Theses Doctoral

Essays on Animal Farming and External Validity for Sustainable Development

Palandri, Claire

Research for sustainable development is distinguished by its intended focus on socio-ecological systems, and its mandate to bring together the insights and strengths of multiple disciplines. The animal farming system is understudied in the causal inference literature, despite the increasingly apparent environmental and social costs of its industrial form. The flourishing climate-economy literature, largely motivated by impending changes in climate, rests on assumptions that limit the external validity of its findings, and thereby their relevance for the future. This dissertation sheds light on (i) factors that limit the sustainability of animal farming, and (ii) statistical assumptions that limit the relevance of findings for sustainable development, through three empirical analyses.

Chapter 1 quantifies the marginal surface water pollution caused by swine feeding operations in the U.S., which suggests the sustainability of animal production requires reducing its concentration in space. Chapter 2 estimates the impacts of humid heat stress on cow milk yield, their potential alleviation through cooling technologies, and provides evidence against the common assumption of time separability of temperature effects in agricultural production. Chapter 3 shows how the standard linear regression model can generate highly misleading conclusions in the climate-conflict literature, and proposes an alternative framework for inference.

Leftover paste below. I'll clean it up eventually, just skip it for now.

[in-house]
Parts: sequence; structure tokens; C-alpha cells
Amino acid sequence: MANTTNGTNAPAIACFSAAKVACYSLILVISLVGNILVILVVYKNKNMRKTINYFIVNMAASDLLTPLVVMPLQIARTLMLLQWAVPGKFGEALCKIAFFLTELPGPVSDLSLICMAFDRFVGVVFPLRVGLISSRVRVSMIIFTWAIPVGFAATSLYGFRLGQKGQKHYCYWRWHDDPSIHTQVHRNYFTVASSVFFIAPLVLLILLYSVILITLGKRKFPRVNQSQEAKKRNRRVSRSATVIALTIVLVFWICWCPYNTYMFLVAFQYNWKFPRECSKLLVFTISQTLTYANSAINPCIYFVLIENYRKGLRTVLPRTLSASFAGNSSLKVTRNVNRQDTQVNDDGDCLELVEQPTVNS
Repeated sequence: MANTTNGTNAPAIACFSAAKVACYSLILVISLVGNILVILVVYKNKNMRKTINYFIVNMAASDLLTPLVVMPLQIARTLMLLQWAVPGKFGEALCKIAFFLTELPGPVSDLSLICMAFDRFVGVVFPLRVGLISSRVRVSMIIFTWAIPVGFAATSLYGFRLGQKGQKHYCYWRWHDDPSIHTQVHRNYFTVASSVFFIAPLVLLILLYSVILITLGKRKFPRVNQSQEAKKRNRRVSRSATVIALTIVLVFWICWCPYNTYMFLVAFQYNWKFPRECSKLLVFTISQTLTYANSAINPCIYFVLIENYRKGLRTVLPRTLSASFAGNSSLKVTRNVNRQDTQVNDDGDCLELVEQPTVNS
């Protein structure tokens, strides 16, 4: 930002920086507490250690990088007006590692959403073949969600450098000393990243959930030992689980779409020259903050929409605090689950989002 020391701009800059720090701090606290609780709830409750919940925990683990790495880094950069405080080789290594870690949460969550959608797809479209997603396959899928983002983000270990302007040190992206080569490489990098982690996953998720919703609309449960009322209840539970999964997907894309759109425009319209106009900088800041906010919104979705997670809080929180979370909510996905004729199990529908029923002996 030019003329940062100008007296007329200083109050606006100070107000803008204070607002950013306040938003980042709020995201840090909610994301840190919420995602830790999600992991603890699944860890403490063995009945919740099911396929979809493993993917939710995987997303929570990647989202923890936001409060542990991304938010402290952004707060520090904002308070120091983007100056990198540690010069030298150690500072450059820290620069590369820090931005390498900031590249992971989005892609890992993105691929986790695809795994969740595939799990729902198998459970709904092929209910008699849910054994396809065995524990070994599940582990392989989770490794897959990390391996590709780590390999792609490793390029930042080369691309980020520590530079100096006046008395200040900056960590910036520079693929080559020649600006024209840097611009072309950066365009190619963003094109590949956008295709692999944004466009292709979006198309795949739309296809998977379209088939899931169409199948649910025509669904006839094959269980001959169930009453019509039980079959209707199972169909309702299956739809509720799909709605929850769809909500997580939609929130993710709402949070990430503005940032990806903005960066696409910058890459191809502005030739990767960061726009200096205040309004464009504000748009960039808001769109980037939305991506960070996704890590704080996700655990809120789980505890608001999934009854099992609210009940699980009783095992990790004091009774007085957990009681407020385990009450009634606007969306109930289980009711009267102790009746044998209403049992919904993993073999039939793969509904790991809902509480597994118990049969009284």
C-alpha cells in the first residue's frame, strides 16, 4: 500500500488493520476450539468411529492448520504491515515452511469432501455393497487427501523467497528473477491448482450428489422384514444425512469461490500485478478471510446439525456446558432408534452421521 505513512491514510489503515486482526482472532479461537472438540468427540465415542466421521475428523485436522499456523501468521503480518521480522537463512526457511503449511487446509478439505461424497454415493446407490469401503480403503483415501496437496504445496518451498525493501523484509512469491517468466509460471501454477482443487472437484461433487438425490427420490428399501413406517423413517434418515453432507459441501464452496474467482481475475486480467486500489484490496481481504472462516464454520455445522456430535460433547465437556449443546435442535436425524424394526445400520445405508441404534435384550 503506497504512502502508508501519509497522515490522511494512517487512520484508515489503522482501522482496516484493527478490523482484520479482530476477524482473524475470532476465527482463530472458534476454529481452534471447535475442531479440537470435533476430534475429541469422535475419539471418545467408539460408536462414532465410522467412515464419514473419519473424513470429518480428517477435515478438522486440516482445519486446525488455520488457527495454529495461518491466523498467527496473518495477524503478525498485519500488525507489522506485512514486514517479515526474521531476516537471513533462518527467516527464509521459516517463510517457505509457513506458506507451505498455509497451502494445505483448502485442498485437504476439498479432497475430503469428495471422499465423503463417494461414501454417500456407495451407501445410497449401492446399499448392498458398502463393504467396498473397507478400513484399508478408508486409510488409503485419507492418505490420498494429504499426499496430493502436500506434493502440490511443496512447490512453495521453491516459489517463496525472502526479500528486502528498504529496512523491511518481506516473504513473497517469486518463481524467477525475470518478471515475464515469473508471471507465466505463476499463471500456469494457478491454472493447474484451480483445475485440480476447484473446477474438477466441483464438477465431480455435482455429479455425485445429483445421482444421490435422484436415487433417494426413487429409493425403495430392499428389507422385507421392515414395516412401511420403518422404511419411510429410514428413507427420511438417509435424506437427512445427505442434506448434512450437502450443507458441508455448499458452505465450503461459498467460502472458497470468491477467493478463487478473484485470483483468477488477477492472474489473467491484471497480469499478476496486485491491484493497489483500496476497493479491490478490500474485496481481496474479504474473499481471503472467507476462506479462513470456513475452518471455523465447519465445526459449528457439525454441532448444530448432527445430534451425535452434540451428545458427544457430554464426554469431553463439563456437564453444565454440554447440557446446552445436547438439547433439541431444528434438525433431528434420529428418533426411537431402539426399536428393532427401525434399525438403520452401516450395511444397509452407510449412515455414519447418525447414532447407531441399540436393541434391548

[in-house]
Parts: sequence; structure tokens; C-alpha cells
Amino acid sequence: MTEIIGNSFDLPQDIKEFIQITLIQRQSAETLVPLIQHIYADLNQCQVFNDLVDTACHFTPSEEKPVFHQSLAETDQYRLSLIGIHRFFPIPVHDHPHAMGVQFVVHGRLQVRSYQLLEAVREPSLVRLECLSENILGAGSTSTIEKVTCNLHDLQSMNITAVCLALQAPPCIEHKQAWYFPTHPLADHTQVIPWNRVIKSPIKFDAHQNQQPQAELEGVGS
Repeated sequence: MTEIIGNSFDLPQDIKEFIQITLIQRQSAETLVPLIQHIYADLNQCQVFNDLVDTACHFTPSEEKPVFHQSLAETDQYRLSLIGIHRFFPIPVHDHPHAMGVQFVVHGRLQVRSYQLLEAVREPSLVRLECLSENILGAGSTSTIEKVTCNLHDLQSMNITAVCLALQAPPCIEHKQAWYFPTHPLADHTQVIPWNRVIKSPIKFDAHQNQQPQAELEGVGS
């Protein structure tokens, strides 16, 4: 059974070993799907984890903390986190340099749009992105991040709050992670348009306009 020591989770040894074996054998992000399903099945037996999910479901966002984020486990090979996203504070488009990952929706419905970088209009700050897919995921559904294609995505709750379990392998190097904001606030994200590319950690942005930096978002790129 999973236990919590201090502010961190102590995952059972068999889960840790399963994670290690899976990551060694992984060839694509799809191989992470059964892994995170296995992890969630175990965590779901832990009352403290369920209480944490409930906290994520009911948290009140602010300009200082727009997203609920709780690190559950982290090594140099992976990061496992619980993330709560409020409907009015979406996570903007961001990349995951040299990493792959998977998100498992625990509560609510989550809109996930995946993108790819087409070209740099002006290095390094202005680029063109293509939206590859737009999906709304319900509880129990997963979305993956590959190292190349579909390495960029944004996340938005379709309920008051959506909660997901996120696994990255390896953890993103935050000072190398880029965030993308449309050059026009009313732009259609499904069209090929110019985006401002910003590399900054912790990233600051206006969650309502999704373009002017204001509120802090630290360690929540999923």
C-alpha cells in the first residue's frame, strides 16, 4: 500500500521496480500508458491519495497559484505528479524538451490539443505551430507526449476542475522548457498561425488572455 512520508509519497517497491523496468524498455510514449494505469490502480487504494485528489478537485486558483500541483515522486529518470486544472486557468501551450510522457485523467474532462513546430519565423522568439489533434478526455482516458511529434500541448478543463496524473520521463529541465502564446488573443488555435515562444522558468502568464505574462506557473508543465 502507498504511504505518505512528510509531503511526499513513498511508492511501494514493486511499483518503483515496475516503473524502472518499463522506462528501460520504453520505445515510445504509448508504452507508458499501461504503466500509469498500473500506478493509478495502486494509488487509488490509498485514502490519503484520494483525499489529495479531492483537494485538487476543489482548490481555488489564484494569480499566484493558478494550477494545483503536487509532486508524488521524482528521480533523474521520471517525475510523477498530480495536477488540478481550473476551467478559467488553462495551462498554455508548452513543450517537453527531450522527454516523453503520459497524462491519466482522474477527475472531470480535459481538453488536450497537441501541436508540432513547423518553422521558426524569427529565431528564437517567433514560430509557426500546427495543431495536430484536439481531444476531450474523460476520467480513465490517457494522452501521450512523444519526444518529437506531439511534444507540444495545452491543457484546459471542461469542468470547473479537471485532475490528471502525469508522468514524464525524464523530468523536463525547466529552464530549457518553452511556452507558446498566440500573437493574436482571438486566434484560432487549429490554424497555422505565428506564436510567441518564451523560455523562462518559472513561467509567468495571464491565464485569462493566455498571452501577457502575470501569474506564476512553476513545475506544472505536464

Geographic Areas


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More About This Work

Academic Units
Sustainable Development
Thesis Advisors
Almond, Douglas V.
Lall, Upmanu
Ph.D., Columbia University
Published Here
August 17, 2022